A pear-shaped musical instrument commonly used in Middle Eastern music. It is similar to a lute and has a short neck with no frets, a rounded back, and a flat soundboard. The soundboard is usually made of spruce or cedar, and the back and sides of the instrument are made of rosewood, ebony, or other hardwoods.
The oud typically has six pairs of strings, made of nylon or gut, which are tuned in unison or in octaves. The strings are plucked using a plectrum, and the player can use their fingers to create vibrato and other ornamentation.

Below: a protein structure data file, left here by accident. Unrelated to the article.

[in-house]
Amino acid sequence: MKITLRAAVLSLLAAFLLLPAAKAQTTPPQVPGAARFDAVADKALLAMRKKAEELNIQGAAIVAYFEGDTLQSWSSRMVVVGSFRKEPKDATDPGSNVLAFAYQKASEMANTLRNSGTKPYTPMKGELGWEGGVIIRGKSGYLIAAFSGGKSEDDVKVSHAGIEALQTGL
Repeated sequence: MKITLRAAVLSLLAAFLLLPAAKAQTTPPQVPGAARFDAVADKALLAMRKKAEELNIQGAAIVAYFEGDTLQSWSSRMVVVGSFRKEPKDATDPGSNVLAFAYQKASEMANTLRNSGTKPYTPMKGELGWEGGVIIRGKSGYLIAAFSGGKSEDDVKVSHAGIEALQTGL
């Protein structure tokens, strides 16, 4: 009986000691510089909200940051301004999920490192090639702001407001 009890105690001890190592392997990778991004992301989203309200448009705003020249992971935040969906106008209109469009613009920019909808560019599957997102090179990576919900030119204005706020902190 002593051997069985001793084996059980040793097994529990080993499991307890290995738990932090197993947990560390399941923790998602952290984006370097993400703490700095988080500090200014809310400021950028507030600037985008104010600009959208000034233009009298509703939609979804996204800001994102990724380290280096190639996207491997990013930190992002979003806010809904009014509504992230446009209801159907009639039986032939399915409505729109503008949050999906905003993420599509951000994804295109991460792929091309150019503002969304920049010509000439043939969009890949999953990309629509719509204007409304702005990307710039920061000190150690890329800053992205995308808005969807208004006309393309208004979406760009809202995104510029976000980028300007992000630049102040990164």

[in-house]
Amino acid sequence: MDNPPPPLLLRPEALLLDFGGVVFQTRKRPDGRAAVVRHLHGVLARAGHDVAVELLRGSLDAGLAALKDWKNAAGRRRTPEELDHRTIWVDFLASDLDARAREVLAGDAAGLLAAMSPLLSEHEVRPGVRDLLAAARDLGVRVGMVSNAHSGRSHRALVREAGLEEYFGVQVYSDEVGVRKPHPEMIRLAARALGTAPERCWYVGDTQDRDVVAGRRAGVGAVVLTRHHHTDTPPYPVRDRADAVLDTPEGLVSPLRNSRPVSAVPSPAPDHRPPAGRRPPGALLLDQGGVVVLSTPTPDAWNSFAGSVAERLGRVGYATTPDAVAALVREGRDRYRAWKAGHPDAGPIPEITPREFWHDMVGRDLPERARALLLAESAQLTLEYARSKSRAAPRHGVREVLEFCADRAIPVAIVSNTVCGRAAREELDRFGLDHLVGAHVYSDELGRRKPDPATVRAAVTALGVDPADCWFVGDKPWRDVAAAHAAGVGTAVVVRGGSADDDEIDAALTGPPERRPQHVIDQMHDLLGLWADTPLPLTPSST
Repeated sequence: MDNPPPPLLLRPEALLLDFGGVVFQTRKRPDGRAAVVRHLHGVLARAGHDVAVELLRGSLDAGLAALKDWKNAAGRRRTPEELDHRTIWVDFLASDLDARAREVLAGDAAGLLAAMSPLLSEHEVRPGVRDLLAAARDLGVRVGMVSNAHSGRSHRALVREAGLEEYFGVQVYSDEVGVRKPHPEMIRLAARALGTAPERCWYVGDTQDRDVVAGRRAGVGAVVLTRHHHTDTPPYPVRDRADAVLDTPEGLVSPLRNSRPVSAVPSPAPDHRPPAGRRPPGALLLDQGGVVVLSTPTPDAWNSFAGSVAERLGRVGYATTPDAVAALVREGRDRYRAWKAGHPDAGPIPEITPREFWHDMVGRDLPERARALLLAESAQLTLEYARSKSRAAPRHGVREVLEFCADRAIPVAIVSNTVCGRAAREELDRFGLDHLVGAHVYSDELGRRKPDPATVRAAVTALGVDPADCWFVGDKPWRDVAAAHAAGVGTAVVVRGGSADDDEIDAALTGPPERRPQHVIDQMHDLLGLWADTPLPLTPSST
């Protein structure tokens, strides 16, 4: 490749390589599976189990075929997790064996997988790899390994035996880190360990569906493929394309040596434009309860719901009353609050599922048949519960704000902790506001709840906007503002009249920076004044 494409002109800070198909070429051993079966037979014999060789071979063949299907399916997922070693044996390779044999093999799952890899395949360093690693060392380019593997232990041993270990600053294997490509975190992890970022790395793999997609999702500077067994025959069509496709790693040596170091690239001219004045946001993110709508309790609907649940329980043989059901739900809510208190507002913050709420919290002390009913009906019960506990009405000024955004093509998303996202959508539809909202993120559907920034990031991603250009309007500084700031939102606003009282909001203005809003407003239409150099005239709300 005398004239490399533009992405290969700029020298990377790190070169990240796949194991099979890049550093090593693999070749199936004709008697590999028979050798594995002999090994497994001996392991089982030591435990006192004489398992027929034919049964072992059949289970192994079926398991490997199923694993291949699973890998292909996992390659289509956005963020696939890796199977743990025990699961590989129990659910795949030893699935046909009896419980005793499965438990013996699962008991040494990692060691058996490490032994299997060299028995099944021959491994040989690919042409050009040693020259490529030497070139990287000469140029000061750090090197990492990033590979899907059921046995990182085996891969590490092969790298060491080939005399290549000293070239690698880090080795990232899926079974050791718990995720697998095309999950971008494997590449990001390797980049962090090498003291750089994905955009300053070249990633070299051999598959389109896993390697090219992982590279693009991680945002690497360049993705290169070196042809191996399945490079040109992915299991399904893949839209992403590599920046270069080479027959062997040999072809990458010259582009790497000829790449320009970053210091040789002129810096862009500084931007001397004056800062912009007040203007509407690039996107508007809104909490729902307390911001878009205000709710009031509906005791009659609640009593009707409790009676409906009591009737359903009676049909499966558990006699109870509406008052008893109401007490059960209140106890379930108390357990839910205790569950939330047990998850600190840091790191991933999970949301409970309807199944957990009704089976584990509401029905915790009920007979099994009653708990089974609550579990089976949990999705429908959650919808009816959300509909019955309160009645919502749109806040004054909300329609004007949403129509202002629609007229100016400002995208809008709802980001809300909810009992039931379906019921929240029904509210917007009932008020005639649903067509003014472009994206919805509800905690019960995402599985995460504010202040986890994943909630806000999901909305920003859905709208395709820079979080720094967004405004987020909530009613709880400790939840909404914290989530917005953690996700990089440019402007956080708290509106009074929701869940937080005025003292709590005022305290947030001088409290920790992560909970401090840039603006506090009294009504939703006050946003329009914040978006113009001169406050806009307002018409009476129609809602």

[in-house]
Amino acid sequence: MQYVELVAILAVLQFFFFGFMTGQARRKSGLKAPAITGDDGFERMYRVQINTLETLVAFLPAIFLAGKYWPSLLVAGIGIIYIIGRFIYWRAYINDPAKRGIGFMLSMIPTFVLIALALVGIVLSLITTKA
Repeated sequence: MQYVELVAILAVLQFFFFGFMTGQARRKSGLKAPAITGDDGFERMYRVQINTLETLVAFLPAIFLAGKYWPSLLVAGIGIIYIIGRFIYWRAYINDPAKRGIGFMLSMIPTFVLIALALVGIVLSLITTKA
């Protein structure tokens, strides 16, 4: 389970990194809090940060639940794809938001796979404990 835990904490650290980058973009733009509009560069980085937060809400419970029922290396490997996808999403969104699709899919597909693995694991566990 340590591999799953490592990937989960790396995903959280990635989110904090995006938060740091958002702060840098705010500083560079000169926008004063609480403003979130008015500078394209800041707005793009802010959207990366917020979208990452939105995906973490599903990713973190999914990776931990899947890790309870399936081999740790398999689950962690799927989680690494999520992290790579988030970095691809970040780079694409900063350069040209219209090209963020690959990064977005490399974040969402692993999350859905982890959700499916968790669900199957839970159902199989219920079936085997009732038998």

The oud has a rich, warm tone that is well-suited to playing melodies, chords, and improvisation. The instrument has a long history in Middle Eastern music, dating back to the seventh century, and is still widely used today in a variety of musical genres.
Playing the oud requires a unique set of skills and techniques, including the ability to play complex scales and modes, use the plectrum effectively, and control the instrument’s resonance and sustain. The oud is a versatile and expressive instrument that can provide hours of creative enjoyment and inspiration to those who take the time to master it.